By Coletta Wanjohi
George Ekombe tells his last customer to hurry up because he needs to close up his shop at Kibagare village, an informal settlement in Nairobi, and go for football practice.
The 24-year-old runs a small one-room shop where people can play video games on a small screen that he has mounted on the wall. He can only afford one screen, and customers take turns to play.
On a good day, he earns about $2 in Kenyan Shillings. “This is my life now,” George tells TRT Afrika. “It is very tough because sometimes I hardly even make that money, but I will stick to this because I am not going back to crime,” he adds.
George’s story is also the story of thousands of other young Kenyans seeking redemption after being drawn into the dangerous world of crime – mainly to escape crippling poverty but sometimes also in a rush of adrenaline.
The latest economic survey by the Kenya National Bureau of Statistics shows the number of crimes recorded in 2021 at 81,200, a sharp increase from the previous year.
Law enforcers say most of these crimes were committed by young people, mainly male teenagers.
Some of those that TRT Afrika spoke to in Kibagare village said growing up in informal settlements like theirs offers young people limited opportunities.
School dropouts and unemployed, these young people are drawn to crime as a shortcut to a life of material comforts. Instead, most of them ended up dead or behind bars.
George ran away from home at the age of seven when he felt he ''had become a man”.
“After being in the streets for two years, I learnt the skills of mugging and stealing people’s phones and bags. As a teenager, getting between $30 and $100 in a single day was heaven for me,” he explains.
All the money made he spent on alcohol and “other pleasures”.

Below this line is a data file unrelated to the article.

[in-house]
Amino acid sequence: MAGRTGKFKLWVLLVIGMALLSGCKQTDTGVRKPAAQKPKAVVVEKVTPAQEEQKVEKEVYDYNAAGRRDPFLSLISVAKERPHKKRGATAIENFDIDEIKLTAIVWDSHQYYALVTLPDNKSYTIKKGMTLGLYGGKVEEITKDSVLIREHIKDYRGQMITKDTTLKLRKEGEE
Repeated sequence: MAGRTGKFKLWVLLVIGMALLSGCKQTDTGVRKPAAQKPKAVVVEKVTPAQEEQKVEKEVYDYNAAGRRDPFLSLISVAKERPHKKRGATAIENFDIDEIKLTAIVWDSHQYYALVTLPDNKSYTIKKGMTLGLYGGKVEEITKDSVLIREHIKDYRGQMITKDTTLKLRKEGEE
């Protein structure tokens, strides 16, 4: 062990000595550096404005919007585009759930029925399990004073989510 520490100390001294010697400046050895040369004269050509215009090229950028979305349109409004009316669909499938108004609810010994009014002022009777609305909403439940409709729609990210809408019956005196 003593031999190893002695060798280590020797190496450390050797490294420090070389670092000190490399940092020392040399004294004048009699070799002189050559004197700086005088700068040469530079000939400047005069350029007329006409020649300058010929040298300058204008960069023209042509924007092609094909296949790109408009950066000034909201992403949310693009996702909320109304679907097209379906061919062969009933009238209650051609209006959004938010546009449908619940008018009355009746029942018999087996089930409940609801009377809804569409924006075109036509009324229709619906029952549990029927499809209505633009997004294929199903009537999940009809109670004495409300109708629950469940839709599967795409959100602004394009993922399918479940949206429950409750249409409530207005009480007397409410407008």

“My worst nightmare in crime came one day when one of my two pals told us he had organised a grand crime that would take us out of poverty forever… we thought it was either stealing a television or a radio,” he recalls.
His life changed that day when “we attacked a man whom he said was his former boss”. George says he started having second thoughts about the streetlife when they realised his colleague had acquired a gun.
“This wasn’t our style, we only snatched phones and mugged people, but we had never indulged in weapons. I got very scared because having a gun is not a good thing. In the streets, we believe a gun will lead you to your death.”
In 2017, two of his street allies were gunned down by police while robbing in broad daylight. He knew that would be his path if he did not change.
“I moved to Kibarage village…but living idly in such an informal settlement made it hard for me to stop thinking of crime,” he says.
It was then that Aaron Kifogo – the coach of a football team – offered George a chance at a new life.
“Coach Aaron approached me and asked me to join his football team. Aaron is just 30 years old, but to me, he is like the father I never had. He supported me in setting up this business too.”
A village youth leader, Aaron constantly interacts with all the young people to motivate them and keep them away from the streets.
Rabbit out of the hat
As George locks up his shop, he calls out to Setrick Isichi, 26, a teammate who works in the next shop.
Setrick’s only source of income is from carrying water bottles from the shop to the customers’ homes, and on a good day, he earns up to a dollar.
His life followed a similar trajectory to that of George.
“I entered the crime world at 15. I was a street boy, I admired the money people got when they stole,” Setrick tells TRT Afrika.
His first attempt was snatching a phone from a person in a moving car. That set the pace for seven more years of petty theft.
His facial muscles tighten up, and he leans forward before continuing in a lower voice.
“One day in 2012, one of my three friends snatched a phone and got away, so I also made an attempt to do the same,” he explains, his eyes tearing up. “But as I attempted to run away, I was caught by two men, who started shouting that I was a thief, and a mob gathered around me in seconds.”
The impact of mob justice is evident in the many scars on his face and head.
Police saved Setrick from the mob, took him to a hospital, and later sent him to prison.
Two years of life behind bars was tough, with nobody to even visit him. But it set the foundation for his reform. He went back to school while in prison.